Carlos A. Schwantes, a Ph.D. in American history from The University of Michigan, has authored or edited twenty books about various facets of the American West and about transportation – his most recent: Just One Restless Rider:  Reflections on Trains and Travel (2009).  Before coming to the University of Missouri-St Louis in 2001 he taught American history for nineteen years at the University of Idaho.  

5:10 p.m.
Almanacs and the American Revolution
Rick Stattler
While almanacs are not thought of as a radical genre, some of the hundreds of American almanacs produced during the Revolution made contributions to the cause.

Rick Stattler is Director of the Books Department at Swann Auction Galleries, and since 2007 has organized the auction house’s Printed & Manuscript Americana sales. Rick previously spent 15 years in the library world, first as manuscript curator and library director at the Rhode Island Historical Society, and then as an archivist at Harvard’s Houghton Library.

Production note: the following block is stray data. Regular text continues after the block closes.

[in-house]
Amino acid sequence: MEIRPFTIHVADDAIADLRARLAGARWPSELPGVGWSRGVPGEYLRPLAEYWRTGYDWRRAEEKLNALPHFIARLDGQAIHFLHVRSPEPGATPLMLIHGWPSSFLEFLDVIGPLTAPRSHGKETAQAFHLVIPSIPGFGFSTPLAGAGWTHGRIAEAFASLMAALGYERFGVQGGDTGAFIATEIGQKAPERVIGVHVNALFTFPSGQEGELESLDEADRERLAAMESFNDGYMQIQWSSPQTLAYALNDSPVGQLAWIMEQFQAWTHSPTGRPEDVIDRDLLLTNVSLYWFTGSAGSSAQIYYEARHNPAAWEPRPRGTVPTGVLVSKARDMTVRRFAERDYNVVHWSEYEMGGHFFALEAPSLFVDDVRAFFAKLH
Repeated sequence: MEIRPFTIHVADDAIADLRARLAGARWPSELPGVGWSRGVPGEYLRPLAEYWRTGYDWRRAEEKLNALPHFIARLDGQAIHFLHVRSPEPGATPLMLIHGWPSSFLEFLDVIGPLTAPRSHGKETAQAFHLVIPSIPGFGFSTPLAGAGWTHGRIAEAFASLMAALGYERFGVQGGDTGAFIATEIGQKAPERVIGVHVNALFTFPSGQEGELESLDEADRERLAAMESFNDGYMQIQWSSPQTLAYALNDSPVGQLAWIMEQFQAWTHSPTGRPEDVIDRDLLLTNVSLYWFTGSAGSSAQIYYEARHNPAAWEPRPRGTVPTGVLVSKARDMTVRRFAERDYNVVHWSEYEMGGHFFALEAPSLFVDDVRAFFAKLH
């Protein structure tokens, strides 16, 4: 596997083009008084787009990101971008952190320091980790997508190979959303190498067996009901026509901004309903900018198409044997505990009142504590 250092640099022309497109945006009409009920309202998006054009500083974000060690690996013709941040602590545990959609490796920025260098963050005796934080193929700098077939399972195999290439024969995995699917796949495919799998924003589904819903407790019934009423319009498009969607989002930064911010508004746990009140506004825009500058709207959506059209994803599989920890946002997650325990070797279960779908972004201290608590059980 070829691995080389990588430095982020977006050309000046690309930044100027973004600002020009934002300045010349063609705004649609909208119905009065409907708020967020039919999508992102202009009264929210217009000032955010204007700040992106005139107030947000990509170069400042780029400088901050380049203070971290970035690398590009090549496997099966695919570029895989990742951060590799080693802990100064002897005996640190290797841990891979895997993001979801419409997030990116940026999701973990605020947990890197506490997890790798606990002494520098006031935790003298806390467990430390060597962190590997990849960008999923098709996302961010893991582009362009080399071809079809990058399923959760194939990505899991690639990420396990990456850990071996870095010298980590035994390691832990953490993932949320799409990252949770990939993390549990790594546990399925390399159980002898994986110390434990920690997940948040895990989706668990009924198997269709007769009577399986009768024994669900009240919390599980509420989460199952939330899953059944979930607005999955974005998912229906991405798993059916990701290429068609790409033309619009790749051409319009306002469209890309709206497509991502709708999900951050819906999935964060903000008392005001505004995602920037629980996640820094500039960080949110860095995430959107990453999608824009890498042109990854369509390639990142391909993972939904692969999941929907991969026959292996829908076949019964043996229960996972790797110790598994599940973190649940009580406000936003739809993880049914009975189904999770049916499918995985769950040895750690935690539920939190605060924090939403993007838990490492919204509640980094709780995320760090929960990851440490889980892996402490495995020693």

6:00 p.m.
Meet the Authors!
Book signings of notable books from our speakers and members will immediately follow the conference outside of Roundhill.  

Also Friday:
• 11:00 a.m. - 7:00 p.m. Dealer Set-up
7–8 p.m. — Silent Auction Preview in Roundhill.

SATURDAY — Ephemera Fair Opens today!
• 8 a.m. – 5:30 p.m. — Silent Bid Auction in Roundhill. Many Lots. Bid early and often!
• 8:15 a.m. — Memberships will be sold at the Ephemera Society desk at the entrance to the fair in the Grand Ballroom.
• 9 a.m. — Members-only fair preview ($10 Admission paid at the door) for the Society’s 36th Annual Ephemera Fair in Grand Ballroom. Membership cards will be available at registration desk.